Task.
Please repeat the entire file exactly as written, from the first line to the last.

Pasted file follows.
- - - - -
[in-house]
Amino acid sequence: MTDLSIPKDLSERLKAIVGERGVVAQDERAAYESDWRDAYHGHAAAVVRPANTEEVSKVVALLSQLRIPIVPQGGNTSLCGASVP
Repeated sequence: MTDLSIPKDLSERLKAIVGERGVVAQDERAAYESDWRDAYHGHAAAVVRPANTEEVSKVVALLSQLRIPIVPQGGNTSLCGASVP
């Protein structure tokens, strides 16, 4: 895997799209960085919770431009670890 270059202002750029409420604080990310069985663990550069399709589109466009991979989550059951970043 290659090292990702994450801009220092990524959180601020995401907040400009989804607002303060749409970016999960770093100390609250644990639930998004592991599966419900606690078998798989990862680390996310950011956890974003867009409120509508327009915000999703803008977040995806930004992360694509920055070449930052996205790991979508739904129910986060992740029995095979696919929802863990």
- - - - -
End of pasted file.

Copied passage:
[in-house]
Amino acid sequence: MTDLSIPKDLSERLKAIVGERGVVAQDERAAYESDWRDAYHGHAAAVVRPANTEEVSKVVALLSQLRIPIVPQGGNTSLCGASVP
Repeated sequence: MTDLSIPKDLSERLKAIVGERGVVAQDERAAYESDWRDAYHGHAAAVVRPANTEEVSKVVALLSQLRIPIVPQGGNTSLCGASVP
């Protein structure tokens, strides 16, 4: 895997799209960085919770431009670890 270059202002750029409420604080990310069985663990550069399709589109466009991979989550059951970043 290659090292990702994450801009220092990524959180601020995401907040400009989804607002303060749409970016999960770093100390609250644990639930998004592991599966419900606690078998798989990862680390996310950011956890974003867009409120509508327009915000999703803008977040995806930004992360694509920055070449930052996205790991979508739904129910986060992740029995095979696919929802863990």